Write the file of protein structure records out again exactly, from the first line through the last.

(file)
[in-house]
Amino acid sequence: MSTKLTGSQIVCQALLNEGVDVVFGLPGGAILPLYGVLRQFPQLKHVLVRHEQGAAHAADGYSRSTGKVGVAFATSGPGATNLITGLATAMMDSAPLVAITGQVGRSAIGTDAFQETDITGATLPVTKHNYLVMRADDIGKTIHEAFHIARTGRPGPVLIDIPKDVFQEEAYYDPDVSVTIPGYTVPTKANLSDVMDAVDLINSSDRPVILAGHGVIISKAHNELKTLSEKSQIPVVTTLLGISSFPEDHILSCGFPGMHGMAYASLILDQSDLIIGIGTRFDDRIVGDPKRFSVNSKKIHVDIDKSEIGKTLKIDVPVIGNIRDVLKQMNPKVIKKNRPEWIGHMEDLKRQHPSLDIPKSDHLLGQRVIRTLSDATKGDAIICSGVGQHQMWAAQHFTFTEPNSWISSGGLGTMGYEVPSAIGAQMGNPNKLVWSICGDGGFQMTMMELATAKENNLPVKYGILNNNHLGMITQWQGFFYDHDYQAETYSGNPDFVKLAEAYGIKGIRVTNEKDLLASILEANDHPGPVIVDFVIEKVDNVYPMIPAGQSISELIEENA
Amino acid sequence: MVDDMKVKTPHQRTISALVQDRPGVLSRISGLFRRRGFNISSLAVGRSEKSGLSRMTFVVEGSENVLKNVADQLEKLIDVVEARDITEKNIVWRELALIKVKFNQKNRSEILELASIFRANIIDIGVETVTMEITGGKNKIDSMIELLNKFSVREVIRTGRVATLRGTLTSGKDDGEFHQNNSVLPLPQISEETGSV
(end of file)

[in-house]
Amino acid sequence: MSTKLTGSQIVCQALLNEGVDVVFGLPGGAILPLYGVLRQFPQLKHVLVRHEQGAAHAADGYSRSTGKVGVAFATSGPGATNLITGLATAMMDSAPLVAITGQVGRSAIGTDAFQETDITGATLPVTKHNYLVMRADDIGKTIHEAFHIARTGRPGPVLIDIPKDVFQEEAYYDPDVSVTIPGYTVPTKANLSDVMDAVDLINSSDRPVILAGHGVIISKAHNELKTLSEKSQIPVVTTLLGISSFPEDHILSCGFPGMHGMAYASLILDQSDLIIGIGTRFDDRIVGDPKRFSVNSKKIHVDIDKSEIGKTLKIDVPVIGNIRDVLKQMNPKVIKKNRPEWIGHMEDLKRQHPSLDIPKSDHLLGQRVIRTLSDATKGDAIICSGVGQHQMWAAQHFTFTEPNSWISSGGLGTMGYEVPSAIGAQMGNPNKLVWSICGDGGFQMTMMELATAKENNLPVKYGILNNNHLGMITQWQGFFYDHDYQAETYSGNPDFVKLAEAYGIKGIRVTNEKDLLASILEANDHPGPVIVDFVIEKVDNVYPMIPAGQSISELIEENA
Amino acid sequence: MVDDMKVKTPHQRTISALVQDRPGVLSRISGLFRRRGFNISSLAVGRSEKSGLSRMTFVVEGSENVLKNVADQLEKLIDVVEARDITEKNIVWRELALIKVKFNQKNRSEILELASIFRANIIDIGVETVTMEITGGKNKIDSMIELLNKFSVREVIRTGRVATLRGTLTSGKDDGEFHQNNSVLPLPQISEETGSV